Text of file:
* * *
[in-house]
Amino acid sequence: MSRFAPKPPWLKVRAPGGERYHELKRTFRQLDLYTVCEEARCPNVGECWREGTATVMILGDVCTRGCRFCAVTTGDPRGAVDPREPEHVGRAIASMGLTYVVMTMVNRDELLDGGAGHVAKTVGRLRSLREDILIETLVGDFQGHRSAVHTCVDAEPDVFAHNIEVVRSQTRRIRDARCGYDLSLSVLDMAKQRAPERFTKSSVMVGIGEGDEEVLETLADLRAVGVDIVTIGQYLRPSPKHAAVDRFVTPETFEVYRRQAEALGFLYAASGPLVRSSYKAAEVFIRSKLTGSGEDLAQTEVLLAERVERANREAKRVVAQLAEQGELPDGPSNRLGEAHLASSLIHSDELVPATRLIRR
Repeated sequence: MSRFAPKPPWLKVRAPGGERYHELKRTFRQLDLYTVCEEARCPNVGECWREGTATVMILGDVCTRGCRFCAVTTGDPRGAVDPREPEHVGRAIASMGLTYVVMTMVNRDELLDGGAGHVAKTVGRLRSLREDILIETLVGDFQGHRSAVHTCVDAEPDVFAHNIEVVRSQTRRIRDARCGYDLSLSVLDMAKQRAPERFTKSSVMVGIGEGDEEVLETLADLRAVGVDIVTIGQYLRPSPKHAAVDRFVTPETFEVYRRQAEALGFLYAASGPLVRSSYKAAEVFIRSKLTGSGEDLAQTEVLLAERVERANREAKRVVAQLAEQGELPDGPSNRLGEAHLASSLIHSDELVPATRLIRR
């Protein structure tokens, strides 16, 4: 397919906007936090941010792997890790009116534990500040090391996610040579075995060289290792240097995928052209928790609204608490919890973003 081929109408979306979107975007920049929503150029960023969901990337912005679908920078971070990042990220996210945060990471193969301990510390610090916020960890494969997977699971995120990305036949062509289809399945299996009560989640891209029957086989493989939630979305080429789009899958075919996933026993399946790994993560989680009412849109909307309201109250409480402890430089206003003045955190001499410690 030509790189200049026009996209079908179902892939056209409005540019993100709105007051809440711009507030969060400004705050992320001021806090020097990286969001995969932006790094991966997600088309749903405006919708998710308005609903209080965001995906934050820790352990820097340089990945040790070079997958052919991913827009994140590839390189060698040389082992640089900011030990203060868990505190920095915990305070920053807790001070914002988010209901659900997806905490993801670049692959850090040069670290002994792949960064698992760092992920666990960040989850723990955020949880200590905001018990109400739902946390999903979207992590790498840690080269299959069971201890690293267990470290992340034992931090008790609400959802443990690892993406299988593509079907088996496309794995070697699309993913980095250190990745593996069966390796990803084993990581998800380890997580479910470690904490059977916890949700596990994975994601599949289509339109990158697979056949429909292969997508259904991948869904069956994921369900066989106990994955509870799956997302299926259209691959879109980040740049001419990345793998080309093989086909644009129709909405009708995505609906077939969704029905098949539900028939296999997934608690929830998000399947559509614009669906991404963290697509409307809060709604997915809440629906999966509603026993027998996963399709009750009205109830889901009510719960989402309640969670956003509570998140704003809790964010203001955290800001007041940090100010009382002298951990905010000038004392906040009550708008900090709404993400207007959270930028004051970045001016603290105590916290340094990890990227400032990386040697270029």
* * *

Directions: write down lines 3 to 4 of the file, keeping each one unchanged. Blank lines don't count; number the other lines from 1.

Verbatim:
Repeated sequence: MSRFAPKPPWLKVRAPGGERYHELKRTFRQLDLYTVCEEARCPNVGECWREGTATVMILGDVCTRGCRFCAVTTGDPRGAVDPREPEHVGRAIASMGLTYVVMTMVNRDELLDGGAGHVAKTVGRLRSLREDILIETLVGDFQGHRSAVHTCVDAEPDVFAHNIEVVRSQTRRIRDARCGYDLSLSVLDMAKQRAPERFTKSSVMVGIGEGDEEVLETLADLRAVGVDIVTIGQYLRPSPKHAAVDRFVTPETFEVYRRQAEALGFLYAASGPLVRSSYKAAEVFIRSKLTGSGEDLAQTEVLLAERVERANREAKRVVAQLAEQGELPDGPSNRLGEAHLASSLIHSDELVPATRLIRR
């Protein structure tokens, strides 16, 4: 397919906007936090941010792997890790009116534990500040090391996610040579075995060289290792240097995928052209928790609204608490919890973003 081929109408979306979107975007920049929503150029960023969901990337912005679908920078971070990042990220996210945060990471193969301990510390610090916020960890494969997977699971995120990305036949062509289809399945299996009560989640891209029957086989493989939630979305080429789009899958075919996933026993399946790994993560989680009412849109909307309201109250409480402890430089206003003045955190001499410690 030509790189200049026009996209079908179902892939056209409005540019993100709105007051809440711009507030969060400004705050992320001021806090020097990286969001995969932006790094991966997600088309749903405006919708998710308005609903209080965001995906934050820790352990820097340089990945040790070079997958052919991913827009994140590839390189060698040389082992640089900011030990203060868990505190920095915990305070920053807790001070914002988010209901659900997806905490993801670049692959850090040069670290002994792949960064698992760092992920666990960040989850723990955020949880200590905001018990109400739902946390999903979207992590790498840690080269299959069971201890690293267990470290992340034992931090008790609400959802443990690892993406299988593509079907088996496309794995070697699309993913980095250190990745593996069966390796990803084993990581998800380890997580479910470690904490059977916890949700596990994975994601599949289509339109990158697979056949429909292969997508259904991948869904069956994921369900066989106990994955509870799956997302299926259209691959879109980040740049001419990345793998080309093989086909644009129709909405009708995505609906077939969704029905098949539900028939296999997934608690929830998000399947559509614009669906991404963290697509409307809060709604997915809440629906999966509603026993027998996963399709009750009205109830889901009510719960989402309640969670956003509570998140704003809790964010203001955290800001007041940090100010009382002298951990905010000038004392906040009550708008900090709404993400207007959270930028004051970045001016603290105590916290340094990890990227400032990386040697270029």